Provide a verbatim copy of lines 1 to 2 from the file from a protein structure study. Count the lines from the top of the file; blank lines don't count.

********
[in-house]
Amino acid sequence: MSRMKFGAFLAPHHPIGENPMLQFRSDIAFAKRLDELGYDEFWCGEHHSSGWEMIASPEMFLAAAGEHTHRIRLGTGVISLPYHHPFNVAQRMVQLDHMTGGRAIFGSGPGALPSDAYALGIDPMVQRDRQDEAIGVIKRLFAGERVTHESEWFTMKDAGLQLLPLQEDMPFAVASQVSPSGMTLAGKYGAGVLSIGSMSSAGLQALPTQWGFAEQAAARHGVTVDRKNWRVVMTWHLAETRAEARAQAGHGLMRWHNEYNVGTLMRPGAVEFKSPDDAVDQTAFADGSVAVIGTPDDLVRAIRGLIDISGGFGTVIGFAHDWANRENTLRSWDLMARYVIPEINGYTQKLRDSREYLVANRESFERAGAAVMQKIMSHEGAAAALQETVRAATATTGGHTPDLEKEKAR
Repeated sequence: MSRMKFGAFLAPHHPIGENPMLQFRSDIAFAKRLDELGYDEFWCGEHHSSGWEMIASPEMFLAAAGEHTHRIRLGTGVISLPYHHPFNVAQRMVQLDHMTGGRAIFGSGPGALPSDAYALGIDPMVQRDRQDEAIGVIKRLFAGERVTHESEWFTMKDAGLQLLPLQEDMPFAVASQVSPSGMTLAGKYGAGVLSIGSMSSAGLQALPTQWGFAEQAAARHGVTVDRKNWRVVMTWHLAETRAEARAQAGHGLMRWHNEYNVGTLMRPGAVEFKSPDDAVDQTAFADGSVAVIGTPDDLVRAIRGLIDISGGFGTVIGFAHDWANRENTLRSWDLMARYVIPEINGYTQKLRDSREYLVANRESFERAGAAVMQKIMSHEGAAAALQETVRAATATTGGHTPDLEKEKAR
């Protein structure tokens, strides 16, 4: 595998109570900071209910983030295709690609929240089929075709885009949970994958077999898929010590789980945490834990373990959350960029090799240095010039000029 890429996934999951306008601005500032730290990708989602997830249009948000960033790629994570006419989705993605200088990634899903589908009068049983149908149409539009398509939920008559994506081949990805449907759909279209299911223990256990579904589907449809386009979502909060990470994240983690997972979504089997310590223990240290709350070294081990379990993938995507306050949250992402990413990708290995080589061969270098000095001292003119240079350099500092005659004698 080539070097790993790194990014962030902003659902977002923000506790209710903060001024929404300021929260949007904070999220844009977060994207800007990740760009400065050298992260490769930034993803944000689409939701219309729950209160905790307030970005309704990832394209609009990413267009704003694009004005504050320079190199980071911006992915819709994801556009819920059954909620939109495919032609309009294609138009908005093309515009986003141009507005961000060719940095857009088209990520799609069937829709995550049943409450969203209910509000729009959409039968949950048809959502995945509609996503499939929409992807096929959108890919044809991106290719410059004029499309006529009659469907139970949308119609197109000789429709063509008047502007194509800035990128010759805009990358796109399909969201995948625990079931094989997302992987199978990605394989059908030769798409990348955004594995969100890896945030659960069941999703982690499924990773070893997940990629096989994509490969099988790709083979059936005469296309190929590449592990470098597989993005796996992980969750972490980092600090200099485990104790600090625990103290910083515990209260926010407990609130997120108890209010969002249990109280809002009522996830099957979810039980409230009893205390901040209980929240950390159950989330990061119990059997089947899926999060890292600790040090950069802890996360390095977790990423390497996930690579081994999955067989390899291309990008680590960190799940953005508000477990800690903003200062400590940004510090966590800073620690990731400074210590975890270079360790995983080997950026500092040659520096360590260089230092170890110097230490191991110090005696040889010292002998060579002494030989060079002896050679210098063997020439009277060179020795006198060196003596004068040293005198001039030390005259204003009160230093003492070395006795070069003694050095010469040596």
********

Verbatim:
[in-house]
Amino acid sequence: MSRMKFGAFLAPHHPIGENPMLQFRSDIAFAKRLDELGYDEFWCGEHHSSGWEMIASPEMFLAAAGEHTHRIRLGTGVISLPYHHPFNVAQRMVQLDHMTGGRAIFGSGPGALPSDAYALGIDPMVQRDRQDEAIGVIKRLFAGERVTHESEWFTMKDAGLQLLPLQEDMPFAVASQVSPSGMTLAGKYGAGVLSIGSMSSAGLQALPTQWGFAEQAAARHGVTVDRKNWRVVMTWHLAETRAEARAQAGHGLMRWHNEYNVGTLMRPGAVEFKSPDDAVDQTAFADGSVAVIGTPDDLVRAIRGLIDISGGFGTVIGFAHDWANRENTLRSWDLMARYVIPEINGYTQKLRDSREYLVANRESFERAGAAVMQKIMSHEGAAAALQETVRAATATTGGHTPDLEKEKAR